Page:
In commemoration of the 2022 World AIDS Day, governments at all levels have been urged to prioritise investment in adolescents and young people in the country to reduce the rate of HIV/AIDS infections in order to secure their future.
The call was made at a youth dialogue in Abuja yesterday with the theme “Equalise To End AIDS” organised by AIDS Health Foundation (AHF) in collaboration with Positive Action For Treatment Access (PATA), UNAIDS and National Action For the Control of AIDS (NACA).
Speaking at the event, Dr Victoria Isiramen, Health Manager/AYP National Team Lead, UNICEF Nigeria said looking at the national HIV/AIDS response to Nigeria, there’s need to prioritise the response to address key issues affecting young people in the age group of 10-24 years.
“We have about 70million of this group of Nigerians, and that is a huge population. They have a peculiar character, they are young, they are growing, they need to be empowered. This is their formative years. So if we want a generation and a future that is secure, we need to invest in these people, it has to be multi-sectoral. Yes, we are talking HIV, but HIV is a multi-sectoral issue, when you put girls in school, it reduces their vulnerability to HIV and other sexual reproductive health risk.
She further said, “Nigeria has a strategic HIV plan, and in that plan there are two big strategic thrusts. One is to reduce or ensure zero new infections, zero stigma and discrimination, and the group of people that should be focused more on are young people, because if you reduce the infections in young people, especially the girls, because our data is showing us that of the 7,600 new infections that happened in young people in 2021, 6800 of them are girls.
“If we invest more in girls, we secure the girl’s future, you secure the future of the partner, you secure the future of the child she is going to deliver. So this is call to Nigeria as a country, we have gone a long way in HIV response. We have good plans, now we need to implement them. We need to put our monies, energy and commitment where our mouth is. We have developed the plans, let’s move to implement and sustain it.”
Isiramen called for meaningful engagement and participation of young people, adding that no one is too young to engage. “The earlier the better. When young people engage, it empowers them, and when they are empowered then they can engage better at a higher and strategic level. Through participation they can do many things like plan, support monitoring, they can also design and ensure activities and interventions are addressing their needs. Young Nigerians need to be given the space.”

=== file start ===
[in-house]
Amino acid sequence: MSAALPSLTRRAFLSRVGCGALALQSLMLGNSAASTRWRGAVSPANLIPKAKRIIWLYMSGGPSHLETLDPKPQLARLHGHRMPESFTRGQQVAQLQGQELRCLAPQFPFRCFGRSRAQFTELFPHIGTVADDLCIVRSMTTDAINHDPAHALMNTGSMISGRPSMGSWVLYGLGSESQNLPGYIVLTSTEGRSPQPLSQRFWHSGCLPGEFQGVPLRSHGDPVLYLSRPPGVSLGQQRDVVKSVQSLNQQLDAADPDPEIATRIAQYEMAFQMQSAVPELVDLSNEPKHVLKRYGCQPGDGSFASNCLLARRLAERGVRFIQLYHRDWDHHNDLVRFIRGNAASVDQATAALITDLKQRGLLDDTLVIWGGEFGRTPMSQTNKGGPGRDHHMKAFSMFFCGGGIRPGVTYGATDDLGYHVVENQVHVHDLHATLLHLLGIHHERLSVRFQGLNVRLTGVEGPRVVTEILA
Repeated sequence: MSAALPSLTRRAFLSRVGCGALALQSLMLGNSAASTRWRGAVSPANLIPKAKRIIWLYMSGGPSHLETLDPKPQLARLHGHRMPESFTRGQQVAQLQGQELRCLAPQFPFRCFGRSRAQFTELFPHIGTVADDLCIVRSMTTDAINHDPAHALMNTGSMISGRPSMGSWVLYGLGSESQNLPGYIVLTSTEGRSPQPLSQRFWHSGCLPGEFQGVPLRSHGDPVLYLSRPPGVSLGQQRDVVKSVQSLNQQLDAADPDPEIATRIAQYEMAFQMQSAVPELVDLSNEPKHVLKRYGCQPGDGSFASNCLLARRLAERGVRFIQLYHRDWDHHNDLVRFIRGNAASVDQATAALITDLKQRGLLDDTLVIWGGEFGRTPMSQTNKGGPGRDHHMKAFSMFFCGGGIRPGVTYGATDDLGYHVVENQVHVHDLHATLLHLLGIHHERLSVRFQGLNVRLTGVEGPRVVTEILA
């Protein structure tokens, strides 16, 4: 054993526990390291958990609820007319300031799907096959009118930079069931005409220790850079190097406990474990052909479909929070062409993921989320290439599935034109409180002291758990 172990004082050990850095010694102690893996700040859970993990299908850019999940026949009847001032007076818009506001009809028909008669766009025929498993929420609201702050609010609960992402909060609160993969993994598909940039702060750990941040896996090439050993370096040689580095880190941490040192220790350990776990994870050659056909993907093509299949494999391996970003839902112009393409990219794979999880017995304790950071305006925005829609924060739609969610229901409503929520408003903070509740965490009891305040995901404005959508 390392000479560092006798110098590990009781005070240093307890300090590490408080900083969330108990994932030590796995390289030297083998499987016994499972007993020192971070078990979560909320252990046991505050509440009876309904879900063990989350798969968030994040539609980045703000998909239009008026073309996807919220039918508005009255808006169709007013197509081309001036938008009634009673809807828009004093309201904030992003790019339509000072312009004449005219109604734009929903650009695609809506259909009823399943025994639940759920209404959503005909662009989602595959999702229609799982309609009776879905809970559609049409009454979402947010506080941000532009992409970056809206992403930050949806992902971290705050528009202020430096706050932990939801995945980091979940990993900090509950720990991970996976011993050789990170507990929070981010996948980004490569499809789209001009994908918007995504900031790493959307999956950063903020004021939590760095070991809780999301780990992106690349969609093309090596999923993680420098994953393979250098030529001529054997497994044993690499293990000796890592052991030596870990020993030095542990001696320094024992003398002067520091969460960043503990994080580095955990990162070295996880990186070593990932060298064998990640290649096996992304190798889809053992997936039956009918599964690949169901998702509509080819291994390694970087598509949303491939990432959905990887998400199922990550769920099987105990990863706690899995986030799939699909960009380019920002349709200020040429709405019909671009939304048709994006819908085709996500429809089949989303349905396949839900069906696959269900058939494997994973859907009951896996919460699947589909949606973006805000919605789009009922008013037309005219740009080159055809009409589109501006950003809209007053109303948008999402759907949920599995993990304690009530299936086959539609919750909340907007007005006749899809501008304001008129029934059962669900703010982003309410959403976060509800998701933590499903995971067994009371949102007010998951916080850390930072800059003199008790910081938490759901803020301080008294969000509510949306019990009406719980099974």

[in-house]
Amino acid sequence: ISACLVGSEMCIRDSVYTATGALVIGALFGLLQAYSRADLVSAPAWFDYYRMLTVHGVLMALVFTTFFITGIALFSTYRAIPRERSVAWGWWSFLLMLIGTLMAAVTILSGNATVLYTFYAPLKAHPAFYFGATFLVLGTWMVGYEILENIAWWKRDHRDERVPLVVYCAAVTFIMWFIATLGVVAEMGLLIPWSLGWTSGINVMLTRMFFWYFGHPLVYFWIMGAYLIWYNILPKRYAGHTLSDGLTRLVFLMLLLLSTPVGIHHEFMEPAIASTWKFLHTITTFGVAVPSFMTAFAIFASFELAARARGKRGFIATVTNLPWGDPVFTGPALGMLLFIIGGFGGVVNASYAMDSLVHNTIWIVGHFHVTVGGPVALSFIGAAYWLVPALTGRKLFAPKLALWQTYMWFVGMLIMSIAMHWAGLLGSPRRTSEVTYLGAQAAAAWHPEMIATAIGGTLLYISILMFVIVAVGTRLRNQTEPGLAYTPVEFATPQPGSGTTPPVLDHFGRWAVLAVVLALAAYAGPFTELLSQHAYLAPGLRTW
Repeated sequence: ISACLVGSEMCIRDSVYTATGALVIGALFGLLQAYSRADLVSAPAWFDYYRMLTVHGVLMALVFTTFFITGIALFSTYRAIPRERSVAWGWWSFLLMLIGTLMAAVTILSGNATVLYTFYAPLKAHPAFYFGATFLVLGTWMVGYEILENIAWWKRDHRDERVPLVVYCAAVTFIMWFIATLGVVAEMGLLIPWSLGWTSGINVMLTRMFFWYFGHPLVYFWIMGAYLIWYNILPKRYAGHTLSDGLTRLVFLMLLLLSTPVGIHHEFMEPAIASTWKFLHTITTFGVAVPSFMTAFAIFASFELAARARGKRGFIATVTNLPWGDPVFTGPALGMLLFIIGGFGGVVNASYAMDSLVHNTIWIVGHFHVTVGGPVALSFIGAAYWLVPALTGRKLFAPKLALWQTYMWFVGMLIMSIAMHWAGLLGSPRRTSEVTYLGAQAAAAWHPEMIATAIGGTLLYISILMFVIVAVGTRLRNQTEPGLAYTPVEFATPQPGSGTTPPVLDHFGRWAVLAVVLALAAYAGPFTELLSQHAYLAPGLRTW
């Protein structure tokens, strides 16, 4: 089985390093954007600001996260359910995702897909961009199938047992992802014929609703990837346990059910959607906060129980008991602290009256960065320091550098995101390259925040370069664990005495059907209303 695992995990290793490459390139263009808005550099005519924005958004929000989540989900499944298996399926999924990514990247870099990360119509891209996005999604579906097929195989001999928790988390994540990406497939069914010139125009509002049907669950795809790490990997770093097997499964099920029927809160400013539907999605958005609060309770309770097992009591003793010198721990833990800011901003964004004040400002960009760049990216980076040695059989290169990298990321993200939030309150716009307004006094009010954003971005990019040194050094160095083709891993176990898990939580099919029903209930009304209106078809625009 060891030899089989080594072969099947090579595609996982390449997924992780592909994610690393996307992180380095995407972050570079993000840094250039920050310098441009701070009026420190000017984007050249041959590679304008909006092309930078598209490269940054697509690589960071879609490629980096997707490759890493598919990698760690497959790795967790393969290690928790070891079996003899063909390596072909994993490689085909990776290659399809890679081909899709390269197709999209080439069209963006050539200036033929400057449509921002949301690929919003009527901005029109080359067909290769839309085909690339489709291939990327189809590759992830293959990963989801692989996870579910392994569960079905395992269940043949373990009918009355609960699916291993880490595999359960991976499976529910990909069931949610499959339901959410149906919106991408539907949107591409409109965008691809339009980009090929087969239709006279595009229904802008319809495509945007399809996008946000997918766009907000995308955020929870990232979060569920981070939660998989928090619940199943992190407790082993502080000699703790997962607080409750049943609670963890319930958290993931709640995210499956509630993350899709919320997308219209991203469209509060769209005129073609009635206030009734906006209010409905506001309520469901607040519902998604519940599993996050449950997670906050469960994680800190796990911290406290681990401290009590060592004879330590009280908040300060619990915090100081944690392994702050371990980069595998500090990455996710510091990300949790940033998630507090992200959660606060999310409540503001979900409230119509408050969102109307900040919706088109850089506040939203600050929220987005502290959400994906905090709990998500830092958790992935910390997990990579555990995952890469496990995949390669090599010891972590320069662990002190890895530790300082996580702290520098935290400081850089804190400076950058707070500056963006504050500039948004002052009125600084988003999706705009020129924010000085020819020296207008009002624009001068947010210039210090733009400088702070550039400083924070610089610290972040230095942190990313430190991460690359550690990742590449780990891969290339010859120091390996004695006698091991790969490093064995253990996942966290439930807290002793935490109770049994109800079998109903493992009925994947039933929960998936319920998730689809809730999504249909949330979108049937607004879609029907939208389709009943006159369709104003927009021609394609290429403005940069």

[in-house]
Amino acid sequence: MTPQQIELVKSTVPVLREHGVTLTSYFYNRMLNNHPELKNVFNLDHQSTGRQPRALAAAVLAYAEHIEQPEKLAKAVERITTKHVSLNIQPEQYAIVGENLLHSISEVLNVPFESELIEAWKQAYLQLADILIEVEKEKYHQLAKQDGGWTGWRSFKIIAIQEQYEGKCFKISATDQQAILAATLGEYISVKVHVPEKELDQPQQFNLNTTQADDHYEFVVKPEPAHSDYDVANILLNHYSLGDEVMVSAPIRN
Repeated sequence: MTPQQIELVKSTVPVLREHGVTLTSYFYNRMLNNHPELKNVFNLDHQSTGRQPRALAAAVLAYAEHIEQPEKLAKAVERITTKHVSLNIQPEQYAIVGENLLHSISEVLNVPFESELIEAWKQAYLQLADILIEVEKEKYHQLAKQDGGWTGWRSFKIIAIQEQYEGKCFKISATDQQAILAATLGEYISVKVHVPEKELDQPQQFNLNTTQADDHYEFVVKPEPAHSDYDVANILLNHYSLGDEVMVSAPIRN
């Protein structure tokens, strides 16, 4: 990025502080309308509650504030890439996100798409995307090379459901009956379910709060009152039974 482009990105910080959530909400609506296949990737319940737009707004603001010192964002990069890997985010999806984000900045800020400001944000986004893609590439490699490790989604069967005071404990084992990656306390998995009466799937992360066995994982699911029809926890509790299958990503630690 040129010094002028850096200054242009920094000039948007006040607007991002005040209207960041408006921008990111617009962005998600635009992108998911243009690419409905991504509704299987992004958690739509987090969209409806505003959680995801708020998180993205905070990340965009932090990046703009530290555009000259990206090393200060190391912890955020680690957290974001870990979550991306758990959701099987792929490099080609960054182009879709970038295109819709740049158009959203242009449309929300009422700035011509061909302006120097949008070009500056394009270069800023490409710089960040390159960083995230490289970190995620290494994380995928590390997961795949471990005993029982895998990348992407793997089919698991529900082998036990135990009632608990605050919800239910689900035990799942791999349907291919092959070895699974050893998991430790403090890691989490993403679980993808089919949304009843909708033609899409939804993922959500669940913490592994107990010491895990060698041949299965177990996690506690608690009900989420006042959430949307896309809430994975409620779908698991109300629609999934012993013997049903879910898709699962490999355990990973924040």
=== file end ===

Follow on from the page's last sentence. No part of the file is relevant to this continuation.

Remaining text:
Country Director, AHF Nigeria, Dr Echie Ijezie said World AIDS Day is an annual event globally. “The global theme for 2022 is to ensure equal access, with a view to ensuring that there’s access for everyone for treatment and prevention.
“AHF is lending its voice to that, by saying that it is not yet over. We want to ensure that there is equal access, inequalities and barriers are eradicated and everyone can access treatment services. We want to remind everyone that HIV is still there with us. A lot of successes have been made from interventions by government, and I want to thank all relevant stakeholders for their role in ensuring a significant downward trend.
“So today AHF with partners are organizing a youth dialogue to know what the particular challenges are, because the youths are also affected, especially the females. So I hope that at the end of the day there is going to be a communique where we can identify what they are going through and how we can reprogramme our efforts towards addressing those challenges,” he said.
Also speaking, Deputy Director, Prevention & Social Behaviour Change Communicator, NACA, Dr Daniel Ndukwe on plans of the agency said Nigeria has a huge strategic plan. “We are currently reviewing our national strategic plan on AIDS, which is at an advanced stage based on evidence and evaluation. Nigerians should expect a new plan that is informed and will be more responsive than the previous one.”
Ndukwe speaking on plans for those in rural areas, said, “We have a number of activities. One of the studies we did years back shows that some rural areas have higher incidences of HIV, so we are not unmindful. It is not just urban or rural that informs what we do, we have surveys and studies that show certain hot spots that we need to focus more. We have existing structure that focuses on rural areas.”
Dr Takra Koubaguine, UNAIDS Strategic Information Adviser in his address said 2022 World Aids Day is to equalize, by giving equal chance to everyone to access their health rights, access to prevention and treatment. “Equalize means also identifying different barriers and removing them for people to access all these programs.
He said, “Today we have all the tools, technology. Science has proven that treatment is effective and can suppress the virus, so there is no need today to have new infections. What is drawing us back are the barriers like our environment, legal barriers and program barriers, inequalities within the program settings. So, this year we are putting efforts on equalizing.”
AHF Team Leader, GirlsACT, Asher Patience while also speaking said today is a significant day where stakeholders meet to discuss how to fight the dreaded HIV/AIDS. “In AHF, our theme for the year is “It’s Not Over” meaning for young people, we still need to advocate, we still need to spread the word that HIV is not a killer disease, you can be anything you want to be, it is not over.”